When the Union kick off against New York City FC in Orlando just after 9 a.m. Thursday, it will be the first game played by any Philadelphia-area pro sports team since the Phillies beat the Rays in a spring-training game on March 12.

The last official contest for a local team was the day before that, when the 76ers’ beat the Pistons at the Wells Fargo Center.

You can put Major League Soccer’s insistence on playing its summer tournament in Orlando into a lot of contexts, and a lot of them aren’t positive. Coronavirus cases continue to soar in Florida and nationwide, and MLS’s best attempts to build a secure bubble at Disney World haven’t stopped three teams from carrying cases in from afar.

FC Dallas has already been kicked out, Nashville SC (the Union’s second opponent) might be next, and the Columbus Crew have one positive case.

Some fans, players, and media have complained loudly. They are right to ask whether this tournament should be played in the first place.

But MLS has soldiered on, and it will continue to unless there’s another big virus outbreak on site. There’s too much at stake to not try.

It’s not just about money from TV. The league has an even bigger opportunity this month, and it comes from the first sentence of this story.

Right now, the Union are the only Philadelphia sports team in actual action.

Union midfielder Jamiro Monteiro (right) keeping the ball away from defender Mark McKenzie during a practice session on Sunday.
Andrew Zwarych / Philadelphia Union
Union midfielder Jamiro Monteiro (right) keeping the ball away from defender Mark McKenzie during a practice session on Sunday.

The Union have never had this big a share of the local sports stage. They might never again. The opportunity is impossible to ignore.

It’s not true for just the Union. Sixteen of the 25 MLS teams in the tournament (including Nashville for now, but not FC Dallas) will be the first pro sports teams in their local markets to resume playing games after the coronavirus outbreak shut sports down four months ago. Thirteen of the 16, including the Union, will play before their local Major League Baseball team does.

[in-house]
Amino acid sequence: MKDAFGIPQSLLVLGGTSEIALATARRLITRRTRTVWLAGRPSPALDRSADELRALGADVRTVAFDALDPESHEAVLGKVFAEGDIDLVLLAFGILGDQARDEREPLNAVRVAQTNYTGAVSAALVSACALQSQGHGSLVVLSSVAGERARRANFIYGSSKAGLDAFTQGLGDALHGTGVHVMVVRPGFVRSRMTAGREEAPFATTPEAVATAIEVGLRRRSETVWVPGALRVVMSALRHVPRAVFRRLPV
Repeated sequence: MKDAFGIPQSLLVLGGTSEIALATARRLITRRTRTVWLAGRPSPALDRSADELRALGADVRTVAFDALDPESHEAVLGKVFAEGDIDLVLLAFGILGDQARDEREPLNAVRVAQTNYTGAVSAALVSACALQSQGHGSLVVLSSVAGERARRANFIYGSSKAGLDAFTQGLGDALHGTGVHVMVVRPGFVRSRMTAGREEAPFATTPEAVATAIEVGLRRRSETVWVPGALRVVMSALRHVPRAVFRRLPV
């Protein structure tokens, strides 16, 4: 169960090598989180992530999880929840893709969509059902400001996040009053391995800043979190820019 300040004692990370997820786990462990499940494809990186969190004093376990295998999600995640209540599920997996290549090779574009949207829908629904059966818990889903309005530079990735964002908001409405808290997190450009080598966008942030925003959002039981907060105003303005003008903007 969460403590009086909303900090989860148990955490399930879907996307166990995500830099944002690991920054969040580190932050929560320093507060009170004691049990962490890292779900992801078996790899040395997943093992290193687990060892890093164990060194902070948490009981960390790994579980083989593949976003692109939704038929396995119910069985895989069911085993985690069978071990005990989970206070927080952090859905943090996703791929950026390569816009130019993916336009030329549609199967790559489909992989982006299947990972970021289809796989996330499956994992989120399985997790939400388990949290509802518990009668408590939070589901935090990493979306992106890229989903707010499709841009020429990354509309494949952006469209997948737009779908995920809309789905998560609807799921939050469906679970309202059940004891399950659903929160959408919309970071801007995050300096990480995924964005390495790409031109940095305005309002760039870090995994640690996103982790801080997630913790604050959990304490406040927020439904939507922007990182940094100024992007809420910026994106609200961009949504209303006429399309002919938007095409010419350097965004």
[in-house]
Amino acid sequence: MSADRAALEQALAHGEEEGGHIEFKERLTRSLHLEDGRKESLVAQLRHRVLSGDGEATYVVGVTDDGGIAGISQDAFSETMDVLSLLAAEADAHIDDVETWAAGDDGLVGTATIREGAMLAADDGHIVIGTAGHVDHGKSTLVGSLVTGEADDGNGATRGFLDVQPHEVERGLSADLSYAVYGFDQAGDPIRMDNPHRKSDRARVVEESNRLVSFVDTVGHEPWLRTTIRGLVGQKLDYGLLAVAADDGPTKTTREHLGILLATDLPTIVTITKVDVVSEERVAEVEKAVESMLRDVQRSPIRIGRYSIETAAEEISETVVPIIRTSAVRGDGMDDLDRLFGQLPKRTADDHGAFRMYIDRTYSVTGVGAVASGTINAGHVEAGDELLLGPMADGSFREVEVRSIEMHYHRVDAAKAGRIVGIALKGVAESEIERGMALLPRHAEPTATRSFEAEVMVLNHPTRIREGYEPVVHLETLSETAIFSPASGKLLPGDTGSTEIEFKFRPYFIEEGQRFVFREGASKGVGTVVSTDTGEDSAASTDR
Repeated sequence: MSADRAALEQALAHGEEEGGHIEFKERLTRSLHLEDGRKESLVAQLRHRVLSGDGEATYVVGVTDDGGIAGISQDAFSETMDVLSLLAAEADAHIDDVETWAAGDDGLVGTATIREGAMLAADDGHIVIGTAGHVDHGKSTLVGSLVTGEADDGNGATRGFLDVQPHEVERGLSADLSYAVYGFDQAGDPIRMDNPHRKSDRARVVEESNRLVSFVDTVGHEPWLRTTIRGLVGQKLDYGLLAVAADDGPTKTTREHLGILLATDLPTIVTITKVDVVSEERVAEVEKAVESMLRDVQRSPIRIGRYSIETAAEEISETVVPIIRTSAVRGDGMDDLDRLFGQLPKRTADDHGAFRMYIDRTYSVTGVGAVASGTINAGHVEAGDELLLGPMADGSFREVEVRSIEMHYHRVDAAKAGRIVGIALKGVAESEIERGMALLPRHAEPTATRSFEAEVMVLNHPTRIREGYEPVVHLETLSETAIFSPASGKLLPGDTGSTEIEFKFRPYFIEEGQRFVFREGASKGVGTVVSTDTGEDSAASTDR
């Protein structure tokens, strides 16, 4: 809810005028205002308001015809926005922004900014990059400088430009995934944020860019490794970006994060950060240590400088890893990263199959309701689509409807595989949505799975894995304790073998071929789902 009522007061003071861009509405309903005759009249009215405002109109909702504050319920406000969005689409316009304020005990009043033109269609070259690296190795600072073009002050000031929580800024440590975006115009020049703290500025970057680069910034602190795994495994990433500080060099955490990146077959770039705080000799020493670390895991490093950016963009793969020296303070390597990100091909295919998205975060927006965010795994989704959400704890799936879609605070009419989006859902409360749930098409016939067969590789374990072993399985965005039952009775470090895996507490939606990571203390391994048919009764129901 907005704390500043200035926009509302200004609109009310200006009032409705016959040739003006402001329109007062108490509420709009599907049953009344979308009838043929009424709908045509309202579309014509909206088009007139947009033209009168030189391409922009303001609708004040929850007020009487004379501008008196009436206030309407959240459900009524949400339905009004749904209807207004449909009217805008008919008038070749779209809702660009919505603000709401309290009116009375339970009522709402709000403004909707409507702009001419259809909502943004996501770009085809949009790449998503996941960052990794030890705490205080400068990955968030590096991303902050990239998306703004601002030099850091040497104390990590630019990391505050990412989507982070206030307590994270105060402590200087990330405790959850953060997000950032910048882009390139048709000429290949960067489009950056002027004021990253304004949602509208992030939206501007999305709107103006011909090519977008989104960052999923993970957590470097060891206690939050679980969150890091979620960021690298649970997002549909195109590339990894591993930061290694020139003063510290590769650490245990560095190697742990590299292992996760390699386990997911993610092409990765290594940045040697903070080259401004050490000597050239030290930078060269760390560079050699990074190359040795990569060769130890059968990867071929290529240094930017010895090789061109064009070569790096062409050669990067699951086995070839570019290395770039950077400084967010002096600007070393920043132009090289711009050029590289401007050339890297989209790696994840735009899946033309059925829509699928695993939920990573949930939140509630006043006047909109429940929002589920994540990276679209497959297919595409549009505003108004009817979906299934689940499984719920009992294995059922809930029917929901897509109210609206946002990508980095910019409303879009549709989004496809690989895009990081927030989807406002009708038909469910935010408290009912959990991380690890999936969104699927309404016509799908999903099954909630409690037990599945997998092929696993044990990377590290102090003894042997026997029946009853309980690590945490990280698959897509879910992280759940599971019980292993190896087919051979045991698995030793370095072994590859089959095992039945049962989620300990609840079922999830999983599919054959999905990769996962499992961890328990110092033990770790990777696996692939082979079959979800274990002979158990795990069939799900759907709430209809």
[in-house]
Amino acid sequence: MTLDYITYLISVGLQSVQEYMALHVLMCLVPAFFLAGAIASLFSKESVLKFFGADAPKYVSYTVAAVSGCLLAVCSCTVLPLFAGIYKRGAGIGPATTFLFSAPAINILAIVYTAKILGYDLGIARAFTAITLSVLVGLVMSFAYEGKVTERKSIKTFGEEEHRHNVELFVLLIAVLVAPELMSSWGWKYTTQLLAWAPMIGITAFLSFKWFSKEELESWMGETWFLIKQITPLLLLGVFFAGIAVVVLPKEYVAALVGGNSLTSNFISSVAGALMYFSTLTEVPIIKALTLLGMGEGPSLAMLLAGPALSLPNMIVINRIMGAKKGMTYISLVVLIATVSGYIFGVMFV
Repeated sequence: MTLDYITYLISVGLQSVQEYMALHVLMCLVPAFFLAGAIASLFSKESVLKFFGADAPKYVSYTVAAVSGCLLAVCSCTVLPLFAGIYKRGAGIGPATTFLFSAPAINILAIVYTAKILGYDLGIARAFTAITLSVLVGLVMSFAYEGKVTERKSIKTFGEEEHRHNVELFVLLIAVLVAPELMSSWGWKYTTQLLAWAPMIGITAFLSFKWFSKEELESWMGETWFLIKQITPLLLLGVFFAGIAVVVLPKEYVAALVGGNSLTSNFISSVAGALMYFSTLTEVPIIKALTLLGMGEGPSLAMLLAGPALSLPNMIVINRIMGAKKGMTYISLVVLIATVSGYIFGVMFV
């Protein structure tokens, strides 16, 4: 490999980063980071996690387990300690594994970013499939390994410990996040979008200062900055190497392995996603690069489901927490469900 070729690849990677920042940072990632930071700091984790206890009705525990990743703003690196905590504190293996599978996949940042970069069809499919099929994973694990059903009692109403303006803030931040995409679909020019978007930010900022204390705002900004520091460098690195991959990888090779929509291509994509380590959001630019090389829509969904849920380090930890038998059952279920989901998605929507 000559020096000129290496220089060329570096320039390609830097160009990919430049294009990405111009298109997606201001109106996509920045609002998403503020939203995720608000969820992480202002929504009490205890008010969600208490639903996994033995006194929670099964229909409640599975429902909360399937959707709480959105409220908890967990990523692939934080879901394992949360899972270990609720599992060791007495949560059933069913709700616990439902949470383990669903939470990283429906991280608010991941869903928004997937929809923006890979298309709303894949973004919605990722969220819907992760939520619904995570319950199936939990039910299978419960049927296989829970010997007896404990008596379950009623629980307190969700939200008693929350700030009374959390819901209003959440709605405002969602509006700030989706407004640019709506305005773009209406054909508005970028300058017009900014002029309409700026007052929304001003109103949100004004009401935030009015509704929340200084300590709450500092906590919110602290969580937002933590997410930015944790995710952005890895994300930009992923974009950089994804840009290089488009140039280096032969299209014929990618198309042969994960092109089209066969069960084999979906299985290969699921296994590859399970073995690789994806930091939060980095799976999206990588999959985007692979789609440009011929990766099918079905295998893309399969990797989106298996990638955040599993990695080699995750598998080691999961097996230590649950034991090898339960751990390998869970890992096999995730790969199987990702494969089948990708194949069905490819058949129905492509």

Those numbers are just as important as the MLS tournament’s national telecasts on ESPN, Fox, FS1, and Spanish-language TUDN. Each of those networks will have one Union group stage game, starting with ESPN’s showing of Thursday’s match with NYCFC.

Here’s something else that the anti-tournament chorus — including the anonymous “MLSCovidCup” Twitter account that has become a viral sensation — probably won’t like hearing. Though the players who don’t want to play are right to speak up, a lot of their colleagues do want to play.

“I’m looking forward to the game — I was missing that,” said Union forward Kacper Przybylko, the team’s top scorer and the first player in MLS known to have contracted COVID-19.

Przybylko saluted his teammates for following the rules, and believes everyone else can too.

“If everybody’s just doing their job and being professionals, I think everything’s going to be good here,” he said. “We all agreed to the terms, and I think that the terms are very good here. So let’s just be professional, let’s do our job, and have fun.”

Kacper Przybylko watches Aurélien Collin pursue a loose ball during a practice game in Orlando.
Andrew Zwarych / Philadelphia Union
Kacper Przybylko watches Aurélien Collin pursue a loose ball during a practice game in Orlando.

The Union-NYCFC matchup should be a good one. New York won the Eastern Conference regular-season title last year. The team has a strong midfield led by Alex Ring and Maxi Moralez, and two dynamic forwards in Héber and Alexandru Mitriță

The Union have been a trendy pick for a deep tournament run. Remember the 3-3 tie at powerhouse Los Angeles FC on March 8? It was the best game in the league at the start of the year.

Circumstances are different now, not least because of Orlando’s ferocious weather. It remains to be seen whether the Union’s fast-pace pressing style will hold up in high heat and humidity.

But the pieces are there, from Mark McKenzie in back to Jamiro Monteiro in midfield to Przybylko up top. Manager Jim Curtin has raved about midfielder José Martínez’s work in practice, and forward Jack de Vries could become the team’s next academy product to make an impact.

“I truly believe that our starting 11, we can compete with anybody in this league,” Union midfielder and captain Alejandro Bedoya said. “We’re going to really see what everybody can bring to the table. In this format, I think it allows for guys who maybe don’t play as much to take a big role, and to show what they’ve got.”

Hold your nose and cover your eyes if you want. Certainly hope that no one else gets sick, a sentiment everyone will agree with.

Come Thursday morning, a city that defines itself by sports will have a local team to watch again. That matters, and it matters that the Union are going first.

Union sign radio deal

For the first time in team history, the Union have a radio broadcast that isn’t just a simulcast of TV.

The team announced Wednesday that its games will air on Philadelphia-area Fox Sports “The Gambler” stations. Frequencies are 1480-AM and 105.3-FM HD2 in the city, and 102.5 FM in Reading. Online streaming is available via foxphlgambler.iheart.com and the iHeart Radio mobile app.

Dave Leno and Sébastien Le Toux will call Thursday’s Union-New York City FC game. Sean Brace and Joe Tansey will contribute to pregame and postgame coverage.